Army nurses case set for Monday in F/town

• Have threatened to resign if they lose • BDF wants case dismissed with costs

Army nurses case set for Monday in F/town
(Pic: MONIRUL BHUIYAN/PRESS PHOTO)

The case in which army nurses are suing the government over collapsed salary structures that they had initially entered into with the Botswana Defence Force (BDF) will be heard at the Francistown High Court next week, The Business Weekly & Review has established.

At a status hearing of the matter before Justice Lot Moroka of the Francistown High Court on the 16 November 2020, it was ordered that trial be set for 3, 4 and 5 May 2021 at 9.30am.

Represented by Tshekiso Ditiro & Jani Legal Practice, the group of 52 disgruntled army nurses stationed at various clinics around the country contend that government failed to honour its contractual obligations in accordance with dictates of the then adopted de-linking salary scale which has since been terminated.

Through the action, the nurses want the decision to terminate the de-linking of their salaries nullified. "The termination of the delinking be and is hereby declared null and void," reads a court document filed by the nurses. "It is and hereby declared that the plaintiffs are entitled to be paid the remuneration in terms of the de-linking exercise."

According to information reaching this publication, the army nurses are demanding to be remunerated the same as their civilian counterparts who perform the same duties at the same level as them.

"The termination amounts to unilateral variation of the plaintiffs’ terms of employment," reads nurses’ the affidavit filed before court. "The person(s) who terminated the de-linking had no power at law to terminate it."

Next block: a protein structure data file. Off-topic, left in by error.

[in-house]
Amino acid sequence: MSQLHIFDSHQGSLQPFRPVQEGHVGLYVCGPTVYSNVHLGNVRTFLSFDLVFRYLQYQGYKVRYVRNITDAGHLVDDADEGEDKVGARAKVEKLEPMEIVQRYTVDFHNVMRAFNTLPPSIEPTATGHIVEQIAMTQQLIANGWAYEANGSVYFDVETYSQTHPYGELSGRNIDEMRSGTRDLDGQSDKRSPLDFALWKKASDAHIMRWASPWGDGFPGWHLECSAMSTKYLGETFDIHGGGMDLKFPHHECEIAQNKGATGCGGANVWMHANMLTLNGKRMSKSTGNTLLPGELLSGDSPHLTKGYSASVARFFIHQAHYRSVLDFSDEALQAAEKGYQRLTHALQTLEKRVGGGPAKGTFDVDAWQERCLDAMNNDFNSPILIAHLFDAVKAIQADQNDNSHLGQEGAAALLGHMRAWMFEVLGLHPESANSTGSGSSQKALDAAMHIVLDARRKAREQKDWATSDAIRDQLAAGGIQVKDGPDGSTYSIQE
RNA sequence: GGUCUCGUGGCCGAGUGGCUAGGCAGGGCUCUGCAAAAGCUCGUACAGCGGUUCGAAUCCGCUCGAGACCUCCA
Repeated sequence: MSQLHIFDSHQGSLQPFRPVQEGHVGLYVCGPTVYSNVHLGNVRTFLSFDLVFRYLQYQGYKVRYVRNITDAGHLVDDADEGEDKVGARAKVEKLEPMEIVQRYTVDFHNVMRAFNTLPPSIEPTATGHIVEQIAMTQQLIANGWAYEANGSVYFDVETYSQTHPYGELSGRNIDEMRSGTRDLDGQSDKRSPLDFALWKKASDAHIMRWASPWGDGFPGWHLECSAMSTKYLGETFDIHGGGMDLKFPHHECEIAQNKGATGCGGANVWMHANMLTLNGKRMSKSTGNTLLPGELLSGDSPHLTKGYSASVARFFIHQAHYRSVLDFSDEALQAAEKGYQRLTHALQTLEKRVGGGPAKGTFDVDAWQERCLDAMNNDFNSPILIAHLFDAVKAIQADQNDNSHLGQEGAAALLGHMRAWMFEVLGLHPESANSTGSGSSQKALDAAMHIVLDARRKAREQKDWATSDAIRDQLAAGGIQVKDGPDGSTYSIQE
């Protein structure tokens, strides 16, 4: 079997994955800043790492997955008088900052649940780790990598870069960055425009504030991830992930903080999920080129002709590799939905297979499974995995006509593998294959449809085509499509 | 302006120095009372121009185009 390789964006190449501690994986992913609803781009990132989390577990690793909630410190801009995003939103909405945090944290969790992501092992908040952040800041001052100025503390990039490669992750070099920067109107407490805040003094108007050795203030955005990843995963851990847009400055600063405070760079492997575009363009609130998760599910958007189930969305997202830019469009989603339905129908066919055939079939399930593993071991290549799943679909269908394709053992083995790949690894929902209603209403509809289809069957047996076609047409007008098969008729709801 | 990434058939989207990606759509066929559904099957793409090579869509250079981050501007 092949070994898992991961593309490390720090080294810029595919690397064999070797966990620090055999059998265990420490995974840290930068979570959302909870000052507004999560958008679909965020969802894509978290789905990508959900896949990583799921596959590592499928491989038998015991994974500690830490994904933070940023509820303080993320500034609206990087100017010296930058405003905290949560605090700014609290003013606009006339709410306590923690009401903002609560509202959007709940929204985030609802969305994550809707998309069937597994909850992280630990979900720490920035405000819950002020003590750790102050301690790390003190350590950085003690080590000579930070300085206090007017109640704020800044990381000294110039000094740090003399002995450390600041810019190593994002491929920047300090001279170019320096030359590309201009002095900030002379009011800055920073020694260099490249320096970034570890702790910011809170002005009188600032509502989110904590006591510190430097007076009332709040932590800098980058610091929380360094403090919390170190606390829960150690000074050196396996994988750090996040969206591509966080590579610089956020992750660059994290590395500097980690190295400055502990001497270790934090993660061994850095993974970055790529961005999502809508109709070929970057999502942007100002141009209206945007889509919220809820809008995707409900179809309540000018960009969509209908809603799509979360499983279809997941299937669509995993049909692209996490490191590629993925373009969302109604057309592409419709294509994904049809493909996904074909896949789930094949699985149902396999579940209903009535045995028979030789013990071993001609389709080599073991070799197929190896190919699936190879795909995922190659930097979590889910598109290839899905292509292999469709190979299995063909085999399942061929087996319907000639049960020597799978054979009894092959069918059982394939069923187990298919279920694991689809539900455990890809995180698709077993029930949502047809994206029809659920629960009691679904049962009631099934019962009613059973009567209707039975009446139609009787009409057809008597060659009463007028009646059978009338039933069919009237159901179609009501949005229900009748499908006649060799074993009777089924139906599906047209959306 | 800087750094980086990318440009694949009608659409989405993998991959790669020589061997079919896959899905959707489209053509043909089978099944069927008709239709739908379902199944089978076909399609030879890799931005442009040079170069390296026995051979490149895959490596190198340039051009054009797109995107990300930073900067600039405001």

Court records show that the de-linking exercise was initially introduced to see to it that there was progression for military nurses which was at first reserved only for civilian nurses. This publication has established that with the new structure, military nurses were to spend one year on Salary Scale C4/C3 as registered nurses and two years on C2 as senior registered nurses.

With the said de-linking structure, military nurses were to spend two years on C1 as principal registered nurses and two years as chief registered nurses on D4.

The Business Weekly & Review understands that with the de-linking structure in place, progression was to be automatic as opposed to being merit-based. “Since the introduction of delinking, civilian nurses progressed in terms of the automatic progression while the plaintiff’s’ progression was imminent and not consistent with that of civilian nurses," says the nurse’s affidavit.

The BDF nurses also bemoan that had the progression applied to them the same way as it did to civilians, progression would have been at the same level. "By introducing the de-linking, the employer created an expectation on the plaintiffs that they would be paid and progressed in line with their civilian counterparts," they state in their court papers.

Investigations by this newspaper show that the de-linking was terminated in 2019 and BDF nurses retained on a rank-based salary system. The de-linking of salaries was introduced in 2011 to detach salaries from ranks.

The BDF has opposed the suit. “The defendant denies that the termination of the de-linking amounted to unilateral variation of the plaintiffs' terms of employment,” the army says in its opposing affidavit. The BDF has denied that the plaintiffs were entitled to be paid in terms of the de-linking arrangement, hence it wants the action dismissed with costs. The army nurses have threatened to resign en masse if their demands not.